Bold, interdisciplinary research grants span science, engineering and education
NSF today announced the first set of new awards that will be given out under INSPIRE, which, when all are distributed under this fiscal year, will total about $30.4 million. Eleven awards were released today, and the total number of awards is expected to reach 40 over the next few weeks. The maximum size for an INSPIRE award this year is $1 million.
INSPIRE, which stands for Integrated NSF Support Promoting Interdisciplinary Research and Education, was established to address some of the most complicated and pressing scientific problems that lie at the intersections of traditional disciplines.
"INSPIRE is a great example of the vital role NSF plays in supporting highly innovative research and education projects at the intersections of traditional disciplines in science and engineering," said NSF Director Subra Suresh. "Through INSPIRE and other NSF programs, I encourage our nation's scientists and engineers to submit to NSF their most innovative ideas for interdisciplinary research."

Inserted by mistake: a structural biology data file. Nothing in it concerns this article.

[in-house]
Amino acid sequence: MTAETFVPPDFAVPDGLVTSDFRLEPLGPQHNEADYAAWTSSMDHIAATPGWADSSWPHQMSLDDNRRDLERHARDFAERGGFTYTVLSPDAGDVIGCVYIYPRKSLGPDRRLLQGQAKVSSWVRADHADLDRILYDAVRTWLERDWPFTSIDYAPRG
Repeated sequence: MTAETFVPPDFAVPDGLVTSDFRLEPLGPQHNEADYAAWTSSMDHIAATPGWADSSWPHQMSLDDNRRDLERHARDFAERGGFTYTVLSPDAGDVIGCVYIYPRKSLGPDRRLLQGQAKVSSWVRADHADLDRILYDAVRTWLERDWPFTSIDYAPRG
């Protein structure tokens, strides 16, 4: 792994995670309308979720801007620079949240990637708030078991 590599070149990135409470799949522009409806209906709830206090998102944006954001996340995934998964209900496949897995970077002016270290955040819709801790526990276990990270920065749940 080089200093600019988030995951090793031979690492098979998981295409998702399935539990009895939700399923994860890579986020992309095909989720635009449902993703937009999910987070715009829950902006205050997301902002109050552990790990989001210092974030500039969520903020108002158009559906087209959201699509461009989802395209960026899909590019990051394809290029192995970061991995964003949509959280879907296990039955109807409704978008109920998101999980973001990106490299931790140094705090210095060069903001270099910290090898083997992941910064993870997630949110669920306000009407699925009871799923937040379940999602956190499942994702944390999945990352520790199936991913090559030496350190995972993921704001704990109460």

In FY12, NSF established INSPIRE to fund interdisciplinary, potentially transformative research. Once fully implemented, INSPIRE will complement other NSF efforts with a suite of new, highly innovative NSF-wide activities and funding opportunities. INSPIRE awards are co-funded between the Office of Integrative Activities and other NSF offices and directorates. INSPIRE aims to widen the pool of prospective discoveries by supporting proposals that may be viewed as falling outside of other NSF programs and funding mechanisms.
The awards made under INSPIRE include research on resorbable electronics, modeling and optimization of DNA manufacturing processes, statistical mechanics of natural climate variability, wireless sensor networks in experimental biology research, and scalable toolkit for transformative astrophysics research.
In FY13, INSPIRE will expand to include larger "mid-scale" research awards up to $3.0 million. This new mid-scale opportunity will provide researchers with a novel funding mechanism to consider research questions that might be beyond the scope of standard NSF programs due to funding limitations.
Dana Topousis, NSF (703) 292-7750 email@example.com
Thomas F. Russell, NSF (703) 292-4863 firstname.lastname@example.org